Hardware Hacks: Onion Pi, DesignSpark and Arduino control boards
Source: Adafruit Industries The H's Hardware Hacks section collects stories about the wide range of uses of open source in the rapidly expanding area of open hardware. It's where you can find out about interesting projects, the re-purposing of devices and the creation of a new generation of deeply open systems. In this edition: turn a Raspberry Pi into a Tor anonymising proxy, RS Components introduces a site for open source hardware projects, two new boards to control Arduino projects from mobile devices, and an augmented reality backend for Drupal.
- Secure browsing powered by a Raspberry Pi – Adafruit Industries has an interesting weekend project for those who are worried by the recent reports of NSA spying. The Onion Pi offers a way to turn a Raspberry Pi, a USB Wi-Fi adapter and an Ethernet cable into a low-powered, Tor-enabled secure surfing proxy. After installing Tor on the Raspberry Pi and following a few other steps, users will be able to connect to the device wirelessly and have their surfing anonymised by the Tor network. For those who want to get started quickly, Adafruit also offers a handy starter pack for $94.95 and will even donate a portion of the sale price to the Tor Foundation.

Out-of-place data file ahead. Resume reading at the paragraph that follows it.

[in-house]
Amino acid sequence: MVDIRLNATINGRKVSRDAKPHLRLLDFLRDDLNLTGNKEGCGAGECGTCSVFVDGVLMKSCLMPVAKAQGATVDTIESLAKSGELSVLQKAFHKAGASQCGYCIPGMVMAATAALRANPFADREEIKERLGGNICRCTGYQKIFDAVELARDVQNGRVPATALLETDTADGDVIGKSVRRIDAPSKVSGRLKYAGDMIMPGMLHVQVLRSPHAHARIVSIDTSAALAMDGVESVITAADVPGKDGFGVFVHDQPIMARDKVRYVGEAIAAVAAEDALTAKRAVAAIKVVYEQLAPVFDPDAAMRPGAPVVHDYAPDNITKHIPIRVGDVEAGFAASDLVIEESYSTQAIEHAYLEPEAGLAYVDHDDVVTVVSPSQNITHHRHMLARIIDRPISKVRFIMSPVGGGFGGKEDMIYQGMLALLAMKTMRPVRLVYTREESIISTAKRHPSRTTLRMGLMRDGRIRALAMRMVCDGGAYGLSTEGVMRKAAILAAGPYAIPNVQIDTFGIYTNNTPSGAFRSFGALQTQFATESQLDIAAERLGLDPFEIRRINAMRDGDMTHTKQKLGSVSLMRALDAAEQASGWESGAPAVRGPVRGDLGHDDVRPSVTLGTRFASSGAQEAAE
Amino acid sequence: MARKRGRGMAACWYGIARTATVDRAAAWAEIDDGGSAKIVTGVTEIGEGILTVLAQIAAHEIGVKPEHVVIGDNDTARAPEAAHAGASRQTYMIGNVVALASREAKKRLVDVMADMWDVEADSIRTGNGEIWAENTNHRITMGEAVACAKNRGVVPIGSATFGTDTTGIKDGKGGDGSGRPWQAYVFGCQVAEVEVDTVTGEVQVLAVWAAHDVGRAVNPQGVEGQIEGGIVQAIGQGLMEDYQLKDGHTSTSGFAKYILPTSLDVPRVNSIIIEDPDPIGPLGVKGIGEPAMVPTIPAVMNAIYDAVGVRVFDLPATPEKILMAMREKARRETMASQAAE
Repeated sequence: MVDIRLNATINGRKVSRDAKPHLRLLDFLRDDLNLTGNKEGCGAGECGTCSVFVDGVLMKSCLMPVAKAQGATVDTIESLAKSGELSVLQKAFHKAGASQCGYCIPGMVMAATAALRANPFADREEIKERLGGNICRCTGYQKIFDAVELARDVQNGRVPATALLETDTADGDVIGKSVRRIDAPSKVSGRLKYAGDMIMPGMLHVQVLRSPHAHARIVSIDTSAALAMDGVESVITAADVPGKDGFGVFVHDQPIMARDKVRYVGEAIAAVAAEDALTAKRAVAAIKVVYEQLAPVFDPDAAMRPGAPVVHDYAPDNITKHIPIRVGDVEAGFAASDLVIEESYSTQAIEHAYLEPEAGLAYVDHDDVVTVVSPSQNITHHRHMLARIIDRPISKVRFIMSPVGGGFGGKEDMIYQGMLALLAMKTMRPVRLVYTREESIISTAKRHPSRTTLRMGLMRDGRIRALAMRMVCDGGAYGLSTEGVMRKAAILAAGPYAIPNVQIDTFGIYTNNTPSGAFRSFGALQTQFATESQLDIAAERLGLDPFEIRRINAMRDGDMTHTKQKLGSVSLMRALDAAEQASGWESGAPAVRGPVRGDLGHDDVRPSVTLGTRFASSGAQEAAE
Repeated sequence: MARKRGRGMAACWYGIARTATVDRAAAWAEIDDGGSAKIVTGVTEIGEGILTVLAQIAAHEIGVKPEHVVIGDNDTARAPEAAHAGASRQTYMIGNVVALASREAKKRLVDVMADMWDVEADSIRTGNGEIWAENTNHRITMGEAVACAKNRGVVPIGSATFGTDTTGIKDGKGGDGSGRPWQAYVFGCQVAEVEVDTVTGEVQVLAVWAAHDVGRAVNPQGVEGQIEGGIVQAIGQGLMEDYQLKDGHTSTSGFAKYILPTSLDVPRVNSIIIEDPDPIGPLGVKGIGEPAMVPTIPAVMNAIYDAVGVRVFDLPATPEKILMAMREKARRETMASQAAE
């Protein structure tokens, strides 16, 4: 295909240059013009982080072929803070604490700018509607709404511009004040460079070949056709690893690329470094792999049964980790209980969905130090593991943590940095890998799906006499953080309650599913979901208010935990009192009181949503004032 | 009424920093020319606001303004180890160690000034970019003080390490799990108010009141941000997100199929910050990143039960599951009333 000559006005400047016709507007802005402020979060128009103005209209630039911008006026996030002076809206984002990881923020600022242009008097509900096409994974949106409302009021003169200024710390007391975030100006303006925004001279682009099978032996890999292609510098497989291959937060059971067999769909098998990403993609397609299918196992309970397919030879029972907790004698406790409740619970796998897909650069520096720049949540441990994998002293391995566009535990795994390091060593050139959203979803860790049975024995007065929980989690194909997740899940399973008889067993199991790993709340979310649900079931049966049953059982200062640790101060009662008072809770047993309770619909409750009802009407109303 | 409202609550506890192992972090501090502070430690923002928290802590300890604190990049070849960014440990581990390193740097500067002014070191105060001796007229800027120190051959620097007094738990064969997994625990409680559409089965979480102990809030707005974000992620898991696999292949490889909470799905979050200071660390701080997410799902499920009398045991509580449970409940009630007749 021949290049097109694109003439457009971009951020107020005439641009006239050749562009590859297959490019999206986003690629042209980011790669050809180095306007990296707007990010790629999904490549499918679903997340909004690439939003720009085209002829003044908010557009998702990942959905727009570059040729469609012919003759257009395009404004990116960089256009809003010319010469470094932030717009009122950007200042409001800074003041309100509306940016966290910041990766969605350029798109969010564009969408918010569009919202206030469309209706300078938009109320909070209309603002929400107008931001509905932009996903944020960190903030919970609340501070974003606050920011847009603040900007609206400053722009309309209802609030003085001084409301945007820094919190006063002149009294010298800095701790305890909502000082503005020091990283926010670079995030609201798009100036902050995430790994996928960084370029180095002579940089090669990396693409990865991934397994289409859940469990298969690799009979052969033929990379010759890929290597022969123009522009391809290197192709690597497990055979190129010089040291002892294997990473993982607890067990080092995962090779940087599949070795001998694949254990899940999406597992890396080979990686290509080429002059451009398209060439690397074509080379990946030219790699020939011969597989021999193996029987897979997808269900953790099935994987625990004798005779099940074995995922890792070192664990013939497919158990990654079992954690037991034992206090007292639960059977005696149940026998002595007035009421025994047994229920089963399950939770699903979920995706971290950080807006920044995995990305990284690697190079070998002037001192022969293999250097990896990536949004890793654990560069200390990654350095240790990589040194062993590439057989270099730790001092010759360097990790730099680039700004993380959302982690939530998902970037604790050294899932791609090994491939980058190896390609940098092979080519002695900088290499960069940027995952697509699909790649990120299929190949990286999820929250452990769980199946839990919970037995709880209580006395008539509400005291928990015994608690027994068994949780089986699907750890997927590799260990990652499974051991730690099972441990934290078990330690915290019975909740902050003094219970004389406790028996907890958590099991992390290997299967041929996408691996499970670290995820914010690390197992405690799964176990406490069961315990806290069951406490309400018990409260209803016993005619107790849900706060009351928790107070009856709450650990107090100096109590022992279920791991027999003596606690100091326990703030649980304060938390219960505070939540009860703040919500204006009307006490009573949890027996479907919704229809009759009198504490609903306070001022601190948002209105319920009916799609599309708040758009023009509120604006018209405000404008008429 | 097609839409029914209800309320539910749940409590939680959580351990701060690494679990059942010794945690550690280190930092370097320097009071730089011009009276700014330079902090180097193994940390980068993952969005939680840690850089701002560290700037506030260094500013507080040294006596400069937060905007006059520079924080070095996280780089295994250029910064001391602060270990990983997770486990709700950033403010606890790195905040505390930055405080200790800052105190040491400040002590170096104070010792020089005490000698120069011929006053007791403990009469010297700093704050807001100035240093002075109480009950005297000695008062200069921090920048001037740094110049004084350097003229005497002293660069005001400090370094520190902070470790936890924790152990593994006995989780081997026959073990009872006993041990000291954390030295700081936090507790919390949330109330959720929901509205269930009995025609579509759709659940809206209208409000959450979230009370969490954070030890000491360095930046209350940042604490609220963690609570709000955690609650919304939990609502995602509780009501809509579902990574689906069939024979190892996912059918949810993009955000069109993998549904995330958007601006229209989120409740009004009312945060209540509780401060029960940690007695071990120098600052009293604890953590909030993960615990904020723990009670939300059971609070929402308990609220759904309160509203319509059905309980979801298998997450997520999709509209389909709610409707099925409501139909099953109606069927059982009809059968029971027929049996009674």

- RS Components introduces open source project web site – RS Components has launched a new part of its DesignSpark web site, called DesignShare, which collects open source designs and instructions for hardware projects. It includes PCB schematics and layout files and users can directly purchase the required parts from the RS Components store. The new web site was developed together with the Elektor electronics enthusiast magazine and includes facilities where users can discuss future and existing designs and share ideas for projects.
- Control Arduino projects from your phone – The Ember & Torch campaign on Kickstarter is trying to raise $80,000 to create two Bluetooth low-energy Arduino-compatible development boards that will enable hardware hackers to interact with their Arduino projects from smartphones, tablets and other computers. The Torch board is similar to the Arduino Leonardo and is compatible with all existing Arduino shields and projects, while the Ember is modelled on the Arduino Micro board and is targeted at breadboard applications, prototyping and permanent installations. The design for both boards is being released as open source hardware and different pledge levels allow for backers to receive either one or both of the boards. The project creators do point out, however, that due to the lack of official support for the Bluetooth low-energy standard in Android, the communication with the boards will only work on a limited number of Android devices for the time being.
- Drupal backend for augmented reality applications – At DrupalCon 2013, Promet Source has shown its PRAugmented Reality Suite, a combination of a Drupal 7 module and a framework for iOS that allows developers to write mobile applications that can access geotagged data stored in a Drupal-based web service. The iOS framework provides ready to use UI elements and overlays, while the open source Drupal module receives and processes data requests from applications, using Drupal fields to filter relevant information to send to the mobile app. The source code for the PRAugmented Reality Suite is available on GitHub under the MIT License.